Don't use a screwdriver, try these methods
In the past, we have written several posts on how to burn DVD’s, how to burn Windows 7/8/10 discs, and even some stuff on Blu-ray discs. However, we have yet to post about one of the most simple things. What to do if you get a CD or DVD stuck in your computer’s optical drive and it won’t eject? You can take several steps to troubleshoot stuck DVDs or CDs.
Computers are what they are, complex. Meaning, a stuck DVD could be one of several possible things. Sometimes it may be easy to fix. Sometimes, not so easy. The best thing to do is troubleshoot the problem.
Here is what you should not do:
Stick a screwdriver, pocket knife, credit card, or any other object into the DVD drive and try to pry it open or pull the disc tray out. When stuff doesn’t work right, I feel like tossing my computer across the room just as much as the next guy. But just don’t do it. Troubleshoot first.
Method 1 – Try Ejecting from Within Windows
Navigate on over to Start > Computer. Right-click on your CD/DVD drive choose eject from the drop down menu. Sometimes you can eject the stuck disc using Windows commands.
Method 2 – Software and Drivers
The CD/DVD drive was working a week ago right? But all of a sudden it just stops. Chances are good, that you may have installed a program, application, update, driver, etc., that messed with the CD/DVD drive driver.
To troubleshoot this, try doing a system restore. A system restore will uninstall several files and changes to your computer that were made within a certain time frame. If you have just recently upgraded your operating system, this often times can cause some device driver incompatibilities.
Another thing that you can try is uninstalling the driver for your CD/DVD drive and reinstalling it. To do this, you will need to make sure that you have a backup of your driver. You should be able to download it from the CD/DVD drive manufacturer’s website.
Method 3 – Force Eject
Next, you can try to to force eject the CD/DVD tray. Not all drives and burners have this feature. To check to see if yours does, look near the face of the CD/DVD drive and you should see a small hole.
Use a toothpick, bent paperclip, or needle to push the button. This may or may not pop open the drive. Many people have reported that this does not work. But some have reported that it does. May the force eject be with you.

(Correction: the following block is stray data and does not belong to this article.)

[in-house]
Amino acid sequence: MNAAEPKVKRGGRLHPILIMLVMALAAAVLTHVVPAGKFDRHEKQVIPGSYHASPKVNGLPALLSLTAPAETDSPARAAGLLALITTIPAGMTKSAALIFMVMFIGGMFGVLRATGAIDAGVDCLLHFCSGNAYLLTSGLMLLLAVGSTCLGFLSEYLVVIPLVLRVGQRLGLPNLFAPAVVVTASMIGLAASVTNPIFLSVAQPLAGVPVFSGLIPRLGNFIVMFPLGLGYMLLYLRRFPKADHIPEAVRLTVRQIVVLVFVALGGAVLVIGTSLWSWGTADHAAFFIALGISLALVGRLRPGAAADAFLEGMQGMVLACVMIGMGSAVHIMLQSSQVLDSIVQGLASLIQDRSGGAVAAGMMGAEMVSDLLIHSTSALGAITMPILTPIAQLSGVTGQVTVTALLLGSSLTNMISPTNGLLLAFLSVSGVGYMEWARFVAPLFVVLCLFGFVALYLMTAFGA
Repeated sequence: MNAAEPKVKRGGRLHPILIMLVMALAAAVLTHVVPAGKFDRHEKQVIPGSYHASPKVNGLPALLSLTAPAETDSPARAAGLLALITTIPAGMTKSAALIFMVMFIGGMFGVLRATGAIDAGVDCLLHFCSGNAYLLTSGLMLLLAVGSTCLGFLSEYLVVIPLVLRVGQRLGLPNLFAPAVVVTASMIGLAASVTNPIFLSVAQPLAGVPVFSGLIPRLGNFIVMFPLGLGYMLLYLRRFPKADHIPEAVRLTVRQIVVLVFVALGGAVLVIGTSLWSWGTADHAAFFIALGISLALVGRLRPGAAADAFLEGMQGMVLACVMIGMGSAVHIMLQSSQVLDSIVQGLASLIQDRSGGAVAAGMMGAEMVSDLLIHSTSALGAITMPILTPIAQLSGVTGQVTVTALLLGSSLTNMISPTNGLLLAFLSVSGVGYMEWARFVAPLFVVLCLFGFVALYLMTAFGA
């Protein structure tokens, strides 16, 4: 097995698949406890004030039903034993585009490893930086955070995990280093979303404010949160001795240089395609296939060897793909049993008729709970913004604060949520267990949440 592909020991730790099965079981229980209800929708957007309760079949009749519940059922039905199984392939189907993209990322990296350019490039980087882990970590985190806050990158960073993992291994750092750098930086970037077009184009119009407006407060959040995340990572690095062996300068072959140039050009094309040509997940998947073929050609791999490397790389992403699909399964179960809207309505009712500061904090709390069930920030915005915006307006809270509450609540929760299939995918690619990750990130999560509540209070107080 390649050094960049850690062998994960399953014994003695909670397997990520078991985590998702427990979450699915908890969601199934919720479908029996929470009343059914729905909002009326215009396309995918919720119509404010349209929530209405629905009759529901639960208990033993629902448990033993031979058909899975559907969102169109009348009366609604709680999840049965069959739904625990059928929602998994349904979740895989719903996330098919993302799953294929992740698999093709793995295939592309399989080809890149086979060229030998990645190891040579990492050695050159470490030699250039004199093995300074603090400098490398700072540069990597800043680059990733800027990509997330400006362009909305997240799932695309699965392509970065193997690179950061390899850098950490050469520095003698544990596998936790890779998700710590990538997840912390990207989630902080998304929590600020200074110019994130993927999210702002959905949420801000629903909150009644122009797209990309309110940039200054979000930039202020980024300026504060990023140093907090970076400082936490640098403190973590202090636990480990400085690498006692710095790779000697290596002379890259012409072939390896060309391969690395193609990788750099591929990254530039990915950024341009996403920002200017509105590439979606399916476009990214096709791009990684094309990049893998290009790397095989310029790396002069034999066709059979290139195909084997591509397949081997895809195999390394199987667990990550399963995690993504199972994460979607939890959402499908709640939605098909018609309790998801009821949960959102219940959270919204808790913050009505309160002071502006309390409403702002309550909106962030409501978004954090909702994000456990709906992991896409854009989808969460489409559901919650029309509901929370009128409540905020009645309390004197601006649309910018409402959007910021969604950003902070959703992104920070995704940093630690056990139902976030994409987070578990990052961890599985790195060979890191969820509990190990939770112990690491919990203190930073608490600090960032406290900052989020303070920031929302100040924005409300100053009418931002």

Method 4 – Some Weird Stuff That Works
Close out of all applications and make sure that you have saved anything that needs to be saved. Restart your computer. As soon as it starts loading back up, even before you see the Windows loading screen, start pressing the eject button on the drive.
If you are using a slot loading drive (MacBook), this would be the eject button on your keyboard. Don’t hold the button down. Push it repeatedly and rapidly, like it’s the A button and your on level 10 of Mario Bros trying to beat Bowser. Believe it or not, this works a lot of the time. If Windows loads to the login screen, and the tray isn’t open, stop pressing.
– Shut down your computer, disconnect the power cable, and wait a couple of minutes. Plug it back in, start it up, and try the step above. To learn more about that, check out this article on USB connection problems.
– Give it a little tap. Don’t use a lot of power, just a light tap. Sometimes, especially in slot loading drives, the disc may just jump out of place.
What You Can Do Now
Internal CD/DVD drives are fairly simple to swap out in desktop computers. You can find tutorials all over the internet. However, laptop drives are not as easy. If you don’t feel comfortable trying to replace the internal CD/DVD drive, you can always get an external drive. They are pretty decently priced, under $100.
If you are able to get the disc out of the drive, the first thing you should do before putting another disc in is cleaning the inside. My recommendation is to purchase a bottle of compressed air and shoot it around inside the drive area while the tray is out. Be careful to not freeze or touch the read/write head on the drive when doing this.
If something physical broke, like the eject button itself, you’ll probably be better off taking it to a hardware repair shop or simply swapping the drive out with a new one. Personally, a cheap external CD/DVD drive is even a better option. Enjoy!